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Matt Raible has been building web applications for most of his adult life. He started tinkering with the web before Netscape 1.0 was even released. For the last 16 years, Matt has helped companies adopt open source technologies (Spring, Hibernate, Apache, Struts, Tapestry, Grails) and use them effectively. Matt has been a speaker at many conferences worldwide, including Devoxx, Jfokus, ÜberConf, No Fluff Just Stuff, and a host of others. Matt is a DZone MVB and is not an employee of DZone and has posted 144 posts at DZone. You can read more from them at their website. View Full User Profile

Developing an iOS Native App with Ionic

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After making all these changes, the app looks pretty good in Chrome.

Tips and Tricks

In additional to figuring out how to use Ionic, I discovered a few other tidbits along the way. First of all, we had a different default color for the header. Since Ionic uses generic color names (e.g. light, stable, positive, calm), I found it easy to change the default value for "positive" and then continue to use their class names.

Modifying CSS variable colors
To modify the base color for "positive", I cloned the source, and modified scss/_variables.scss.

$light: #fff !default;
$stable: #f8f8f8 !default;
-$positive: #4a87ee !default;
+$positive: #589199 !default;
$calm: #43cee6 !default;
$balanced: #66cc33 !default;
$energized: #f0b840 !default;

After making this change, I ran "grunt" and copied dist/css/ionic.css into our project.

iOS Native Integration
Our app uses a similar token-based authentication mechanism as x-auth-security, except its backed by Crowd. However, since users won't be logging directly into the Ionic app, we added the "else" clause in app.js to allow a token to be passed in via URL. We also allowed the backend API path to be overridden.

/* Try getting valid user from cookie or go to login page */
var originalPath = $location.path();
var user = $cookieStore.get('user');
if (user !== undefined) {
    $rootScope.user = user;
    $http.defaults.headers.common[xAuthTokenHeaderName] = user.token;
} else {
    // token passed in from native app
    var authToken = $;
    if (authToken) {
        $http.defaults.headers.common['X-Auth-Token'] = authToken;
// allow overriding the base API path
$rootScope.apiPath = '/api/v1.0';
if ($ {
    $rootScope.apiPath = $;

By adding this logic, the iOS app can pull up any particular page in a webview and let the Ionic app talk to the API. Here's what the Objective-C code looks like:

NSString *versionNumber = @"v1.0";
NSString *apiPath = @"";
NSString *authToken = [TemporaryDataStore sharedInstance].authToken;
// webapp is a symbolic link to the Ionic app, created with Angular Seed
NSString *htmlFilePath = [[NSBundle mainBundle] pathForResource:@"index" ofType:@"html" inDirectory:@"webapp/app"];
// Note: We need to do it this way because 'fileURLWithPath:' would encode the '#' to '%23" which breaks the html page
NSURL *htmlFileURL = [NSURL fileURLWithPath:htmlFilePath];
NSString *webappURLPath = [NSString stringWithFormat:@"%@#/news?apiPath=%@%@&token=%@",
                           htmlFileURL.absoluteString, apiPath, versionNumber, authToken];
// Now convert the string to a URL (doesn't seem to encode the '#' this way)
NSURL *webappURL = [NSURL URLWithString:webappURLPath];
[super updateWithURL:webappURL];

We also had to write some logic to navigate back to the native app. We used a custom URL scheme to do this, and the Ionic app simply called it. To override the default back button, I added an "ng-controller" attribute to <ion-nav-bar> and added a custom back button.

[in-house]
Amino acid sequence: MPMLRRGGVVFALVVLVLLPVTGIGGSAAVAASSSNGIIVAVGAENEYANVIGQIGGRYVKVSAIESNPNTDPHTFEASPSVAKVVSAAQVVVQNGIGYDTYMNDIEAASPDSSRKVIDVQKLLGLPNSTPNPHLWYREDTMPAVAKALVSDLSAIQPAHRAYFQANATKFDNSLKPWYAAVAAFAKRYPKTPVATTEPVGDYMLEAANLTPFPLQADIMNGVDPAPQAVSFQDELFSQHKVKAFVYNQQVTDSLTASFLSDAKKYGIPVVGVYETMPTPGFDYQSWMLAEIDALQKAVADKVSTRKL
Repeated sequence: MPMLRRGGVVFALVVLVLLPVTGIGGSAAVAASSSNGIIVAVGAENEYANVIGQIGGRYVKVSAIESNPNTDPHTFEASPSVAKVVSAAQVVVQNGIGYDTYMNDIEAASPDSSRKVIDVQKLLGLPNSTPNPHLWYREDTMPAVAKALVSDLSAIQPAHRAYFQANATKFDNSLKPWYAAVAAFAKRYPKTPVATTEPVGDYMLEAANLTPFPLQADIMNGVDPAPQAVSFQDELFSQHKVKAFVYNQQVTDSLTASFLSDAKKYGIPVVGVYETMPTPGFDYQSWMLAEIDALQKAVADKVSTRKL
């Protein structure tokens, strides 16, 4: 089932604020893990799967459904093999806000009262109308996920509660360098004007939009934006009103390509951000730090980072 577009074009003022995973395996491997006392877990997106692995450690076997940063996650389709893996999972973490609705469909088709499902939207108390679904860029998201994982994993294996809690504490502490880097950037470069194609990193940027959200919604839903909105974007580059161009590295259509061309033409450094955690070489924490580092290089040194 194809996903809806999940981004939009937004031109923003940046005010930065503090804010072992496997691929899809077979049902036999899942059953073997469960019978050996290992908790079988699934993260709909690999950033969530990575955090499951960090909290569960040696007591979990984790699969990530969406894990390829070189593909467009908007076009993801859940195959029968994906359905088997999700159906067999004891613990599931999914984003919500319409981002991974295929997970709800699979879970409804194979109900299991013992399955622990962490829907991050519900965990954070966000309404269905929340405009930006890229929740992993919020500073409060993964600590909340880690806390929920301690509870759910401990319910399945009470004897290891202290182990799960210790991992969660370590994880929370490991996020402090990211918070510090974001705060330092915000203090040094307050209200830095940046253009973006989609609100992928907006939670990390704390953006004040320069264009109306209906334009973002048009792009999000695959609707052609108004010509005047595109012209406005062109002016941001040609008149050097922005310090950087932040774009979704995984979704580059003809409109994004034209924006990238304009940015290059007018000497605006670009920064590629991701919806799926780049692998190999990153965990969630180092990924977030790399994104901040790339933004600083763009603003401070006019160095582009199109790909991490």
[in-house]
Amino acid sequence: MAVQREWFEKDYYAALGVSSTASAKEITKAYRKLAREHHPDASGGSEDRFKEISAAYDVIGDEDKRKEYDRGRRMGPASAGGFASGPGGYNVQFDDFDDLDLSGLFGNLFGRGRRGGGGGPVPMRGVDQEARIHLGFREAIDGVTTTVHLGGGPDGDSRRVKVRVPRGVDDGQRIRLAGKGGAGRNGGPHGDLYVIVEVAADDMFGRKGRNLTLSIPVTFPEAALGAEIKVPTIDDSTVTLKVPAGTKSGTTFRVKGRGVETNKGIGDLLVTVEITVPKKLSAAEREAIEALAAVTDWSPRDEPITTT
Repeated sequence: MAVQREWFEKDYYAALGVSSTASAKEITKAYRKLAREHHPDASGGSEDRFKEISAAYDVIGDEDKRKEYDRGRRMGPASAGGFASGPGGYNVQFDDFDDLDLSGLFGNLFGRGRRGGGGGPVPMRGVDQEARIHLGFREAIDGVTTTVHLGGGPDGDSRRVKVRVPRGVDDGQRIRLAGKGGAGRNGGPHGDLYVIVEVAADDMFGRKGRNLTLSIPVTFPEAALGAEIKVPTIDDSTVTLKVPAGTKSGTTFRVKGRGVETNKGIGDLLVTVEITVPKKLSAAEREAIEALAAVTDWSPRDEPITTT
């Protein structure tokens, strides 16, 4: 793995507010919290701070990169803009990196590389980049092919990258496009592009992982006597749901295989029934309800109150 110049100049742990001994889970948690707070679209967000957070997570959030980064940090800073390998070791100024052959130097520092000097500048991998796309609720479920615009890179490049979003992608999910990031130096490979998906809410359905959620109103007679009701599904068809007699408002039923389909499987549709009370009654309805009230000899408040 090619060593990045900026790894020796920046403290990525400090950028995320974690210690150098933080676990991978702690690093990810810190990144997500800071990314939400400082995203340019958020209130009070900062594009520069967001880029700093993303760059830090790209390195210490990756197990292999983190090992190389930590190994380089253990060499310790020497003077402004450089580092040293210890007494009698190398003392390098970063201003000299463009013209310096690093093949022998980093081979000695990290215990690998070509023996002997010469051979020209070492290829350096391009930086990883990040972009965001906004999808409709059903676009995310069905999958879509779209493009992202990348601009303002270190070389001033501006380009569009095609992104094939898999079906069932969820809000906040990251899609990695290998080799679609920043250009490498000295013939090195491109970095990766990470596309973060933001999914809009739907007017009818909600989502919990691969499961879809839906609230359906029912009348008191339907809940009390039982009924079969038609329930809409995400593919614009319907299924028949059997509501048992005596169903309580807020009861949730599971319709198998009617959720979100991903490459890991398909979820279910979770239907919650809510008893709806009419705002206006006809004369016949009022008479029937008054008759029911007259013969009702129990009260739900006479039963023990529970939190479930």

<ion-nav-bar class="bar-positive nav-title-slide-ios7" ng-controller="NavController">
    <ion-nav-back-button class="button-icon" ng-click="goBack()">
        <i class="ion-arrow-left-c"></i>

To detect if the app was loaded by iOS (vs. a browser, which we tested in), we used the following logic:

// set native app indicator
if (document.location.toString().indexOf('') > -1) {
    $rootScope.isNative = true;

Our Ionic app has three entry points, defined by "stateName1", "stateName2" and "stateName3" in this example. The code for our NavController handles navigating back normally (when in a browser) or back to the native app. The "appName" reference below is a 3-letter acronym we used for our app.

.controller('NavController', function($scope, $ionicNavBarDelegate, $state) {
    $scope.goBack = function() {
        if ($scope.isNative && backToNative($state)) {
        } else {
    function backToNative($state) {
        var entryPoints = ['stateName1', 'stateName2', 'stateName3'];
        return entryPoints.some(function (entry) {
            return $state.current === $state.get(entry);


I've enjoyed working with Ionic over the last month. The biggest change I've had to make to our AngularJS app has been to integrate ui-router. Apart from this, the JavaScript didn't change much. However, the HTML had to change quite a bit. As far as CSS is concerned, I found myself tweaking things to fit our designs, but less so than I did with Bootstrap. When I've run into issues with Ionic, the community has been very helpful on their forum. It's the first forum I've used that's powered by Discourse, and I dig it.

You can find the source from this article in my boot-ionic project. Clone it and run "mvn spring-boot:run", then open http://localhost:8080.

If you're looking to create a native app using HTML5 technologies, I highly recommend you take a look at Ionic. We're glad we did. Angular 2.0 will target mobile apps and Ionic is already making them look pretty damn good.

Published at DZone with permission of Matt Raible, author and DZone MVB. (source)

(Note: Opinions expressed in this article and its replies are the opinions of their respective authors and not those of DZone, Inc.)